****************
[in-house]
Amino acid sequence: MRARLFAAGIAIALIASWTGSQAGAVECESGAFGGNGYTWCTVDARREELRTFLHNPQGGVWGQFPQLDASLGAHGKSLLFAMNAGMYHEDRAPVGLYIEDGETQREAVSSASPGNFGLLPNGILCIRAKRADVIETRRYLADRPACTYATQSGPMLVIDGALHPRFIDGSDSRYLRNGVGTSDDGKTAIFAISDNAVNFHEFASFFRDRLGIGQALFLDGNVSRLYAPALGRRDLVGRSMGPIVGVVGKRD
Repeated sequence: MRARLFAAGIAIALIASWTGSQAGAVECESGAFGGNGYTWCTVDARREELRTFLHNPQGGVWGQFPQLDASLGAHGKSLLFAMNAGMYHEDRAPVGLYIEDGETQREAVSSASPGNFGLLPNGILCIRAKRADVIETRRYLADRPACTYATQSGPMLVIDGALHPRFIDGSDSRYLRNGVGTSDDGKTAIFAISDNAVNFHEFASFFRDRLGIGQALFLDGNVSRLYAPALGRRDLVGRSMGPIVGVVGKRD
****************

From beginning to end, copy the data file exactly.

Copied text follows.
[in-house]
Amino acid sequence: MRARLFAAGIAIALIASWTGSQAGAVECESGAFGGNGYTWCTVDARREELRTFLHNPQGGVWGQFPQLDASLGAHGKSLLFAMNAGMYHEDRAPVGLYIEDGETQREAVSSASPGNFGLLPNGILCIRAKRADVIETRRYLADRPACTYATQSGPMLVIDGALHPRFIDGSDSRYLRNGVGTSDDGKTAIFAISDNAVNFHEFASFFRDRLGIGQALFLDGNVSRLYAPALGRRDLVGRSMGPIVGVVGKRD
Repeated sequence: MRARLFAAGIAIALIASWTGSQAGAVECESGAFGGNGYTWCTVDARREELRTFLHNPQGGVWGQFPQLDASLGAHGKSLLFAMNAGMYHEDRAPVGLYIEDGETQREAVSSASPGNFGLLPNGILCIRAKRADVIETRRYLADRPACTYATQSGPMLVIDGALHPRFIDGSDSRYLRNGVGTSDDGKTAIFAISDNAVNFHEFASFFRDRLGIGQALFLDGNVSRLYAPALGRRDLVGRSMGPIVGVVGKRD